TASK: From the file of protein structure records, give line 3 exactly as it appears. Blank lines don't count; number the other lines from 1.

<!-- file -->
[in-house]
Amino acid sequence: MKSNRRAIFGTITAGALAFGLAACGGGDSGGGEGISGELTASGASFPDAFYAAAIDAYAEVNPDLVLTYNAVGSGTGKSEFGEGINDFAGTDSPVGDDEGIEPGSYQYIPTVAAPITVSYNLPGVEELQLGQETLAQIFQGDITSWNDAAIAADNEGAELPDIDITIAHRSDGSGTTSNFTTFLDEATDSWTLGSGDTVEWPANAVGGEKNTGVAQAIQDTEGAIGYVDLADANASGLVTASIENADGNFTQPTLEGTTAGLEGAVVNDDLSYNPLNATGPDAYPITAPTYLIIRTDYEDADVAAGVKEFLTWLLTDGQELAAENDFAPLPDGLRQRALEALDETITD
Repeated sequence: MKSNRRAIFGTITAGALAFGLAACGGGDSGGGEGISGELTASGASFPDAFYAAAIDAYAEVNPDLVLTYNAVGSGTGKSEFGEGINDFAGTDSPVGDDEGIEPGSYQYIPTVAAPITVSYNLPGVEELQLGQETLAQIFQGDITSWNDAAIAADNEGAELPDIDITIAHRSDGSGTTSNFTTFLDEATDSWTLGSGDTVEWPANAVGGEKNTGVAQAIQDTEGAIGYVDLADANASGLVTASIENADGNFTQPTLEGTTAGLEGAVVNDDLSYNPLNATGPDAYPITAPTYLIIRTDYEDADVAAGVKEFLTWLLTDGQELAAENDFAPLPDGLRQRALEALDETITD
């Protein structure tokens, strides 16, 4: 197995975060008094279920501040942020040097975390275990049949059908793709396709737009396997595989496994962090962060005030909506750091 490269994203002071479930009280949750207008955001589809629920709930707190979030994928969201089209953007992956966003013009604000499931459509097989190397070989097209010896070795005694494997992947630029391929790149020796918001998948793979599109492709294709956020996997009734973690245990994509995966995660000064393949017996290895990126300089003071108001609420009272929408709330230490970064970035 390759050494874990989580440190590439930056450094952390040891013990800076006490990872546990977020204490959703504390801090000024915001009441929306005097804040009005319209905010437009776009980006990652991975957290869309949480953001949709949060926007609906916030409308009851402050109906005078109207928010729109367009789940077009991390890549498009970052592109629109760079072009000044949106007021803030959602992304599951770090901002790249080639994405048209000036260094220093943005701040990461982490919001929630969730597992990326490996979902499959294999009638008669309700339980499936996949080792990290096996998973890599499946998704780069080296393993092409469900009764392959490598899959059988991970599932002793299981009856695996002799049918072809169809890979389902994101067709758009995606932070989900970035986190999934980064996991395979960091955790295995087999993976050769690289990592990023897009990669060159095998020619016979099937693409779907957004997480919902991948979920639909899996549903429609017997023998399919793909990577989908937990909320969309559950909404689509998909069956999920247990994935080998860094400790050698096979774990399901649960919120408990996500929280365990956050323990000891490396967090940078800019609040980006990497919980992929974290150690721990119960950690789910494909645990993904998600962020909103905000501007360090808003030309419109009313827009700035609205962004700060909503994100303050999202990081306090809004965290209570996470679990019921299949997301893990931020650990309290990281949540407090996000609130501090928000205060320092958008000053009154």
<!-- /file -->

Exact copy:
Repeated sequence: MKSNRRAIFGTITAGALAFGLAACGGGDSGGGEGISGELTASGASFPDAFYAAAIDAYAEVNPDLVLTYNAVGSGTGKSEFGEGINDFAGTDSPVGDDEGIEPGSYQYIPTVAAPITVSYNLPGVEELQLGQETLAQIFQGDITSWNDAAIAADNEGAELPDIDITIAHRSDGSGTTSNFTTFLDEATDSWTLGSGDTVEWPANAVGGEKNTGVAQAIQDTEGAIGYVDLADANASGLVTASIENADGNFTQPTLEGTTAGLEGAVVNDDLSYNPLNATGPDAYPITAPTYLIIRTDYEDADVAAGVKEFLTWLLTDGQELAAENDFAPLPDGLRQRALEALDETITD